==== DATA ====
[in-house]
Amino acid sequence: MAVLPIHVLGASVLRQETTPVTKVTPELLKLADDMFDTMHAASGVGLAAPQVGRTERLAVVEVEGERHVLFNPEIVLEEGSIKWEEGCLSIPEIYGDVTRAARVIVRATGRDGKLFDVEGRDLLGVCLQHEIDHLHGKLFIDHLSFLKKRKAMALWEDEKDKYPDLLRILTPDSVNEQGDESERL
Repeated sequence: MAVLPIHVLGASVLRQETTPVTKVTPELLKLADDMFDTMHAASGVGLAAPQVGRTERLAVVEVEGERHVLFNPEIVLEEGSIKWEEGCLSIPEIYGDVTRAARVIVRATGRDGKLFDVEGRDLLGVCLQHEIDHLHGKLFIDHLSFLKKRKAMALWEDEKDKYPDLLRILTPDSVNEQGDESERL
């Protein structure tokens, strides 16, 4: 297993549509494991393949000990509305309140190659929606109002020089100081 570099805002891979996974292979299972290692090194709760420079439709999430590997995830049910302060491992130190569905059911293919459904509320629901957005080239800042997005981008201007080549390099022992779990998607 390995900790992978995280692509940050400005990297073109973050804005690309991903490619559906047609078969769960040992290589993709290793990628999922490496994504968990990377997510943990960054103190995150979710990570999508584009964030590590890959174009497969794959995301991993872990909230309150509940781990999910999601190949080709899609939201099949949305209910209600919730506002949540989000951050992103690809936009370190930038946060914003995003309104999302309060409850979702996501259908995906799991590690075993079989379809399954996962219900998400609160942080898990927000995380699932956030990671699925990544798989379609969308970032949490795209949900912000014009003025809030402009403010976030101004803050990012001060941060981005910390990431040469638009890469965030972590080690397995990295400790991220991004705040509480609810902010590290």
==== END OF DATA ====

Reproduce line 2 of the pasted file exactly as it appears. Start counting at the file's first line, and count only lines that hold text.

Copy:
Amino acid sequence: MAVLPIHVLGASVLRQETTPVTKVTPELLKLADDMFDTMHAASGVGLAAPQVGRTERLAVVEVEGERHVLFNPEIVLEEGSIKWEEGCLSIPEIYGDVTRAARVIVRATGRDGKLFDVEGRDLLGVCLQHEIDHLHGKLFIDHLSFLKKRKAMALWEDEKDKYPDLLRILTPDSVNEQGDESERL